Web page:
Malachi 4 also refers to the end of the present heavens (earth's atmosphere, outer space, and God's Abode) and earth, as does 2nd Peter 3:17, "By the same word the present heavens and earth are reserved for fire, being kept for the day of judgment and destruction of the ungodly." Verse 10 continues, "But the day of the Lord will come like a thief. The heavens will disappear with a roar; the elements will be destroyed by fire, and the earth and everything done in it will be laid bare." Verse 12b concludes, "That day will bring about the destruction of the heavens by fire, and the elements will melt in the heat." Revelation 21 is an entire chapter dedicated to what will transpire on the new heavens and new earth. Therefore, a contradiction must exist, since the Bible says that the heavens and earth will last "forever," yet also says it will be destroyed, correct?
As noted earlier, "The word forever appears some 382 times in Scripture, most commonly rendered in the Old Testament through the Hebrew word owlam, and in the New Testament with the Greek eis aion. The word forever has a variety of meanings, including "...long duration, unbroken age, perpetuity of time, antiquity, ancient, old, everlasting, evermore, perpetual, always, indefinite or unending, eternity..." (Strong's, Thayer's). The word need not mean eternal, without end, as the questioner has supposed." From this, and noting that the Psalms are written in a poetic format, we can conclude that no such contradiction exists.
The final contradiction which we will examine within the confines of the first entry in this mini-series on answering contradictions is as follows: the skeptic quotes Psalm 90:10, "The days of our years are threescore years and ten." Yet the text actually says, "Our days may come to seventy years, or eighty, if our strength endures..." and proceeds to quote Genesis 6:3, "their days will be a hundred and twenty years." Does this not present a contradiction? First, the 120 years that God provided was 120 years for mankind to repent before He sent the Flood, during which time Noah built the Ark and preached righteousness to the people (see 1st Peter 3:20 and 2nd Peter 2:5). As for Psalm 90, this is not a stating of the human lifespan, but a generalization. It was not a set lifespan, but a psalm to illustrate the brevity of life.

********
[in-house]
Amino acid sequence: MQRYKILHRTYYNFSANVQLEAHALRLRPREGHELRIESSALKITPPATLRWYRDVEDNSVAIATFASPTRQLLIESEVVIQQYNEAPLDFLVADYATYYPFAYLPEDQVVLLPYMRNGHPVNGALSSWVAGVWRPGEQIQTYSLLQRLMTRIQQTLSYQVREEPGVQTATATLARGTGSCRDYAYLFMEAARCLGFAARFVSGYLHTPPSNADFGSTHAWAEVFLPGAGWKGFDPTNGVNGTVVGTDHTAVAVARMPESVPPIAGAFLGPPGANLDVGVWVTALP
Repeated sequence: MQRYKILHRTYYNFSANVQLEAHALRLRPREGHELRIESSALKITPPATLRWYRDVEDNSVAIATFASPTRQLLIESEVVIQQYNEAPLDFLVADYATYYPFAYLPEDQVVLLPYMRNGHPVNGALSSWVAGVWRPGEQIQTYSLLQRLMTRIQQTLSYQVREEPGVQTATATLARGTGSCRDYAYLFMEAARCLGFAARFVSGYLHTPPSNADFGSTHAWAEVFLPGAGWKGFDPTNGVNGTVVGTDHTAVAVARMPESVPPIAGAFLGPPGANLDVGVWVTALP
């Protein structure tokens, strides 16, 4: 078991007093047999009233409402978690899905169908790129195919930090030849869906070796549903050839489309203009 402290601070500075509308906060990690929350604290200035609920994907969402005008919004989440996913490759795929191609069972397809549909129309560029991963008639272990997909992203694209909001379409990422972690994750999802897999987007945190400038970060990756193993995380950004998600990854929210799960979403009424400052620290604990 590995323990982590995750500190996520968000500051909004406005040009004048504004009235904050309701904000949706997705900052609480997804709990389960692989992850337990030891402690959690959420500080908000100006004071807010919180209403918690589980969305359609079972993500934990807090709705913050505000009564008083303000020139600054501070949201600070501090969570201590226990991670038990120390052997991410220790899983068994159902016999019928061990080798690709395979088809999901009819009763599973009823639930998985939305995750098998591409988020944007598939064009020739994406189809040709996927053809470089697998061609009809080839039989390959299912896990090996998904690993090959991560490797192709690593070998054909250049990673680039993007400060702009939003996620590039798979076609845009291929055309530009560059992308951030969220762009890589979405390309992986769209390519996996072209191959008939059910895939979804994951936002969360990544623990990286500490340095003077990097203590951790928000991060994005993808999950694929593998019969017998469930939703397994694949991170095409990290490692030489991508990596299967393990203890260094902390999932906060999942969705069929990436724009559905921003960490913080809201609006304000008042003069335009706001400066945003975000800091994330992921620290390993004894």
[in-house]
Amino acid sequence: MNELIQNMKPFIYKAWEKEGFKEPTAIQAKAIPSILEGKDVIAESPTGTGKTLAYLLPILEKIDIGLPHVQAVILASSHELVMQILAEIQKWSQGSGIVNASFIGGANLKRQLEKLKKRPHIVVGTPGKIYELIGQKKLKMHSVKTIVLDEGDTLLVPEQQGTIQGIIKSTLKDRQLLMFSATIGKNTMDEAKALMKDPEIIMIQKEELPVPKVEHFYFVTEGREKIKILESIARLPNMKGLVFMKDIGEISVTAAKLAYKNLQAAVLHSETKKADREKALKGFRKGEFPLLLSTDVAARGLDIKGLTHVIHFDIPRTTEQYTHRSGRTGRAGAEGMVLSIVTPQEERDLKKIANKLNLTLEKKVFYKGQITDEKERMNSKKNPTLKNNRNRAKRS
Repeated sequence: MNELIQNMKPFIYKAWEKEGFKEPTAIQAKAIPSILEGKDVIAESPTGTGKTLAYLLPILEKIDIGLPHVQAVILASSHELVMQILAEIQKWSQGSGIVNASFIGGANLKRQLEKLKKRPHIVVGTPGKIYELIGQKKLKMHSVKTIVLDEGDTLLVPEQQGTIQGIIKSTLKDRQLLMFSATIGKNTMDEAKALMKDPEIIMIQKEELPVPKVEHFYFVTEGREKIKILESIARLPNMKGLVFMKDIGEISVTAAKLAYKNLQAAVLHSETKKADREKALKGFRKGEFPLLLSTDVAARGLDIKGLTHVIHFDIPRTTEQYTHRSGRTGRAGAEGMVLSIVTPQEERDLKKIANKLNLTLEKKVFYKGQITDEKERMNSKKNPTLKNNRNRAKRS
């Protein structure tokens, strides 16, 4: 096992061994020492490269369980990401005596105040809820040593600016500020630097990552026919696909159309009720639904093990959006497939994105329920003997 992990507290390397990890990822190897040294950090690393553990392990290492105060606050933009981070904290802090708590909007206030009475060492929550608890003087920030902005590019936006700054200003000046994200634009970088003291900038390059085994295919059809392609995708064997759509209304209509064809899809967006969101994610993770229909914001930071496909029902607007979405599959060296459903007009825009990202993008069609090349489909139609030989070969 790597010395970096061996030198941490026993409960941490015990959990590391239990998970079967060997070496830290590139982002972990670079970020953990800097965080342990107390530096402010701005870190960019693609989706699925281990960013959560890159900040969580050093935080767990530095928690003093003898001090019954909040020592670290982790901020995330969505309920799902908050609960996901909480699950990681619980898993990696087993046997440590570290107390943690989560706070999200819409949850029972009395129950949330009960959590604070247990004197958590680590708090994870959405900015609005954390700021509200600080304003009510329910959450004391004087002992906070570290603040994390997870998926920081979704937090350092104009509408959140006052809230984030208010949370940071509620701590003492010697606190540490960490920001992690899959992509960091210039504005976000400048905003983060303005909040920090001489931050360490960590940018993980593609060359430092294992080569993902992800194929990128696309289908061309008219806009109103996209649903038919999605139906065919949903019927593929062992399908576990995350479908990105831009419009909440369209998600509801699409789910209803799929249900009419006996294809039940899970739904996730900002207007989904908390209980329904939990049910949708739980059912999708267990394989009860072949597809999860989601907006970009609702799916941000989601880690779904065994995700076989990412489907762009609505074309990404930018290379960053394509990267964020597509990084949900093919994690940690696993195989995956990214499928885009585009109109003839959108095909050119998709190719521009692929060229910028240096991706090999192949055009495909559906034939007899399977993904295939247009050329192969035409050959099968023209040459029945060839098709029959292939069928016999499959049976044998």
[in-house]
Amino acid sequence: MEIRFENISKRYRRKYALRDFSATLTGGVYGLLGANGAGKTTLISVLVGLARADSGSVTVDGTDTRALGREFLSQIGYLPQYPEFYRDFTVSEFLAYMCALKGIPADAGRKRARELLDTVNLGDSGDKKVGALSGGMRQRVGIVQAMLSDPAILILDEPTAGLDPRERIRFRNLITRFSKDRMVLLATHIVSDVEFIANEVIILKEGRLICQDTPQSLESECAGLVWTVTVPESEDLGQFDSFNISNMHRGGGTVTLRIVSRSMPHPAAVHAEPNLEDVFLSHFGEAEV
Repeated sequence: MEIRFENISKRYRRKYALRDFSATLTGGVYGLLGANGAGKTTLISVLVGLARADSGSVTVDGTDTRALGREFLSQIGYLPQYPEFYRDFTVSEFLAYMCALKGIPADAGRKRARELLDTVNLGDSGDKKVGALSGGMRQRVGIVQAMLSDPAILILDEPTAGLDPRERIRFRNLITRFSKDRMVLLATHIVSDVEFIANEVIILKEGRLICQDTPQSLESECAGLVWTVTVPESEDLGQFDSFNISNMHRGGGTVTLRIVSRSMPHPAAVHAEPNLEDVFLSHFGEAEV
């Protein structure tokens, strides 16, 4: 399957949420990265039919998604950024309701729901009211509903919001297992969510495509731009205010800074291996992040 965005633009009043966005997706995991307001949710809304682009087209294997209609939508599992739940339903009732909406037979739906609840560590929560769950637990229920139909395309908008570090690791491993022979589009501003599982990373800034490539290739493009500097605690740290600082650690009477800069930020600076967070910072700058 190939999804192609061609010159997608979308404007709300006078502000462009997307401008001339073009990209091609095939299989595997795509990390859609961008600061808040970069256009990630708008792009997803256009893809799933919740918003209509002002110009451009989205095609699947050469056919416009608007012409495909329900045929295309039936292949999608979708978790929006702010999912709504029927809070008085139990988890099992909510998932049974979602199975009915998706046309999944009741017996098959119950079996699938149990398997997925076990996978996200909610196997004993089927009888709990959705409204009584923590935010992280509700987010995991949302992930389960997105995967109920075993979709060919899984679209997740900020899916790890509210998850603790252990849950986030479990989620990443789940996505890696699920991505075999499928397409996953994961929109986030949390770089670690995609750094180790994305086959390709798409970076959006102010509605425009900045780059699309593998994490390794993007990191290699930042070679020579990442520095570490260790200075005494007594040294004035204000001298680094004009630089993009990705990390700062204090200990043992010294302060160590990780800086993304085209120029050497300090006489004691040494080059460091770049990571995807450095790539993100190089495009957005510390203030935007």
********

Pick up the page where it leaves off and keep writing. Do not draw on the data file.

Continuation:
No such contradiction exists over the age of man, merely a misunderstanding and misapplication of Scripture, as much of these alleged contradictions are. While some of these may be difficult to explain or reconcile, Christians can rest assured that no contradictions exist within God's Word. Archaeology, true empirical science, astronomy, historical evidence, textual evidence, and predictive prophecy all lend credence to the inspiration and preservation of the Bible.
Thank you for taking the time to read this entry of "The Truth." Feel free to email email@example.com (but please remain civil, or we will not respond) or The Truth Ministries at firstname.lastname@example.org, visit our facebook page, or visit the main ministry website. We understand that not all readers will accept our explanations or conclusions, yet we do hope it will allow you to take Christianity more seriously, or to consider it - call into question its veracity, and investigate for yourself. Thank you, take care, and may God bless you. Troy Hillman
 "Answering The Atheist: August 20, 2006 / Volume 6, Issue 34." Looking Unto Jesus. Looking Unto Jesus, 20 August 2006. Web. 18 Jun 2011.
 "Answering The Atheist: August 14, 2005 / Volume 5, Issue 33." Looking Unto Jesus. Looking Unto Jesus, 14 August 2005. Web. 18 Jun 2011.
 "Answering The Atheist: September 17, 2006 / Volume 6, Issue 38." Looking Unto Jesus. Looking Unto Jesus, 17 September 2006. Web. 18 Jun 2011.